“I don’t think it was O.K. for them to pass the buck,” Ms. Williams said of the committee’s deference to sports organizations. “If there are Russian athletes who do meet the criteria, it’s going to be very hard for another athlete to go up against them.”
Pressure to discipline Russia had mounted in recent months. Russia’s Olympic weight lifting team and entire Paralympic team are facing a ban, and the country’s track and field team was barred by that sport’s governing body in June, a decision that withstood a court challenge last week.
Track and field officials had allowed Russian athletes to petition to compete, presuming athletes guilty rather than innocent. Over the last month, they rejected more than 60 applications and approved just two — including one from a Russian whistle-blower, the middle-distance runner Yuliya Stepanova, who spoke out against widespread doping in Russia after she herself was caught with an infraction; she has been branded a traitor by Russian officials.
On Sunday, Olympic officials rejected a request by Ms. Stepanova to participate in the Olympics as a neutral athlete rather than for Russia. The Olympic committee said it would not accept the entry of any Russian athlete with a prior drug violation, even if a penalty had been served in full.
“She put her life on the line,” Ms. Williams said, expressing disappointment at that decision.
Joseph de Pencier, chief executive of the Institute of National Anti-Doping Organizations, a trade group, called Sunday “a sad day for clean sport,” criticizing the Olympic Committee for its choice to outsource decisions and its failure to approve the whistle-blower’s request.
Katie Uhlaender, a winter Olympian, wondered about the implications for the Winter Games held in 2014 in Sochi, Russia. The recent investigation confirmed that Russian officials tampered with doping samples at Sochi, where Ms. Uhlaender placed fourth in the women’s skeleton competition, behind a Russian who won the bronze medal but was identified as among those whose steroid-laced urine samples were surreptitiously made to appear clean.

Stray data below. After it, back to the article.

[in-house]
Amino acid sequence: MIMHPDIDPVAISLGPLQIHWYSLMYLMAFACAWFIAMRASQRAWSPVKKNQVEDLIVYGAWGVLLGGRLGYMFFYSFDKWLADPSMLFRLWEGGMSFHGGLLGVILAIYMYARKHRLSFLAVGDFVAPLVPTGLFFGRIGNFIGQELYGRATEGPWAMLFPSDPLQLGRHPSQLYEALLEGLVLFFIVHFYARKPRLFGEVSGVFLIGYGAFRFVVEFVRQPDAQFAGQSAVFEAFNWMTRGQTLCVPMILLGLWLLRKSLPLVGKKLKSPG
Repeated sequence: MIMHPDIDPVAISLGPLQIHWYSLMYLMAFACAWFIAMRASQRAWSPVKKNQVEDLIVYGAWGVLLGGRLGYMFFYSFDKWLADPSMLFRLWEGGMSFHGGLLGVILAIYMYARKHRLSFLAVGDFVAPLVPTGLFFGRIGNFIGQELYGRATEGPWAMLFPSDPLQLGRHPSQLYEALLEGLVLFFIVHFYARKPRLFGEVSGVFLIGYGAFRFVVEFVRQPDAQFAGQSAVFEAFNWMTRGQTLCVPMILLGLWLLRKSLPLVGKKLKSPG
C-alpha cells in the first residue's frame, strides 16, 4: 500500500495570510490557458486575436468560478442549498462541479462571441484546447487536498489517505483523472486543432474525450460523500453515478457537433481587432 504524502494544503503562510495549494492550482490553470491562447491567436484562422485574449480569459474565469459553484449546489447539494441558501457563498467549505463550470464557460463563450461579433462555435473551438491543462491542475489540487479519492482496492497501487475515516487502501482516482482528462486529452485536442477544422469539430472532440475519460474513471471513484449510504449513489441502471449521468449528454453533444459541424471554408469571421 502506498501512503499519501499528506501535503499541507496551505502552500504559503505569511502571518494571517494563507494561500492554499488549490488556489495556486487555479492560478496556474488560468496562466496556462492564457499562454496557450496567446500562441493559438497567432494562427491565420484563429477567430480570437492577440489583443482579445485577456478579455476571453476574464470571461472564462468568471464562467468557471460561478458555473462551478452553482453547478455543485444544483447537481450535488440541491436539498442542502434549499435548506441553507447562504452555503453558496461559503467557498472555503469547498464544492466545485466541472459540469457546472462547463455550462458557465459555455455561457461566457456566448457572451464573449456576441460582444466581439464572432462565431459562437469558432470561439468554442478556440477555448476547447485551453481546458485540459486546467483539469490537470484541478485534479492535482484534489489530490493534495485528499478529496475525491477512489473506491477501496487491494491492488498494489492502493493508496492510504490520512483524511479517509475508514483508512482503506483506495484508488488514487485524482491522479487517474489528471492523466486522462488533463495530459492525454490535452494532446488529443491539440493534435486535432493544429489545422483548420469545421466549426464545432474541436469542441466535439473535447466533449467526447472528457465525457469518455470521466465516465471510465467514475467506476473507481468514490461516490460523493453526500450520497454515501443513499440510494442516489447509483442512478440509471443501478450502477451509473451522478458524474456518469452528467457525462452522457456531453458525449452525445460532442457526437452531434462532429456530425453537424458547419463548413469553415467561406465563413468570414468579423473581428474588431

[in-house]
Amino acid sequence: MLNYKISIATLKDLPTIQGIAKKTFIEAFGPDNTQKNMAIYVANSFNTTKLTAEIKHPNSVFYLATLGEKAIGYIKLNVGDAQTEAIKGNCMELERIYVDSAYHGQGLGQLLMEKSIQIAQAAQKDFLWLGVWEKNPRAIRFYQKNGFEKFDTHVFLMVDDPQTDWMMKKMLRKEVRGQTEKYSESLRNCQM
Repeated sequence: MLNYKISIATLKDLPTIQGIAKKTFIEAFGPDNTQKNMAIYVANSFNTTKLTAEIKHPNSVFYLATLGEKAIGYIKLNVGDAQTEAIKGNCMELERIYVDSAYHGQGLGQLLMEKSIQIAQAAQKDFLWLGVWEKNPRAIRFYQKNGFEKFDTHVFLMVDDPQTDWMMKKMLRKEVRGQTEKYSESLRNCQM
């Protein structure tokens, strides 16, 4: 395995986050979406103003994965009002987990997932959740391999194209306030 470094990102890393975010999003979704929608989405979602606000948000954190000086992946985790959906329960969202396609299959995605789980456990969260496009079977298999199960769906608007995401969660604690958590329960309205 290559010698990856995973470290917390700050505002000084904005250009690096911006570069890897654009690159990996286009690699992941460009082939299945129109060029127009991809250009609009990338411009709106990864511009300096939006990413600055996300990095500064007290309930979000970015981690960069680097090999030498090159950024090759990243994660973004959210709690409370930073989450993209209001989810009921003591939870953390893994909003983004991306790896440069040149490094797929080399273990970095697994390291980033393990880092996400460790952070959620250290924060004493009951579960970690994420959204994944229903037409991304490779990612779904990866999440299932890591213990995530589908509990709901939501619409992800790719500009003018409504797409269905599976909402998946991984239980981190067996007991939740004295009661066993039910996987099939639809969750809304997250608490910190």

“Are they going to let Sochi be swept under the rug?” Ms. Uhlaender said Sunday. “The Russians have a lot of money, and the sports federations don’t. We’re looking for leadership to take a hard line.”
The Olympic board’s deliberations stemmed from a confession by the longtime director of Russia’s antidoping lab, Grigory Rodchenkov, who told The New York Times last spring how Russian officials had perpetrated one of the most elaborate doping programs in sports history. He shared spreadsheets of the athletes who had doped, along with the recipe for a three-drug cocktail of steroids and liquor he devised ahead of the 2012 Summer Games in London.
When Russia hosted the 2014 Olympics, Dr. Rodchenkov said, the country saw it as an opportunity to manipulate lab results and dope throughout competition, prompting him and Russia’s intelligence service to tamper with athlete samples nightly at the Games.
“It was very serious work — deliberate, structured, the best hands in Russia,” Dr. Rodchenkov said, reflecting on the scheme with pride for having successfully carried out complex orders without detection.
Dr. Rodchenkov suggested that Russia be barred from the Rio Games.
“If you’re fighting doping, Russia should be withdrawn from the Olympics,” he said in May in Los Angeles, where he fled with the help of a filmmaker, Bryan Fogel, whom he had been advising on a doping regimen for a documentary.
The World Antidoping Agency, which commissioned an investigation into Dr. Rodchenkov’s account, subsequently recommended to the Olympic committee that Russia be barred. Last week, the Canadian lawyer who conducted that inquiry said that forensic evidence, computer metadata and corroborating interviews had confirmed the schemes.
Russian officials, however, have continued to reject the whistle-blower’s accounts. In presenting Russia’s case to the Olympic committee before its decision Sunday, the head of Russia’s Olympic Committee, Alexander Zhukov, said that Dr. Rodchenkov was a man of “very questionable reputation” and that his testimony could not be credible, given that he was the “central figure in the criminal scheme that he had created.”
Mr. Zhukov urged the Olympic committee not to become “hostages of geopolitical pressure,” echoing statements by Mr. Putin that scrutiny of Russia’s doping record was politically motivated.
Dr. Rodchenkov said that although he thought all nations were guilty of doping, it was fair to pay particular attention to Russia, as the I.O.C. did Sunday.
“At such a level of state involvement, no other country could do this,” he said in May. “Only such a country like Russia. Thanks to God we can now speak. Sorry about Russia, but I am watching from the silos with all of these missiles.”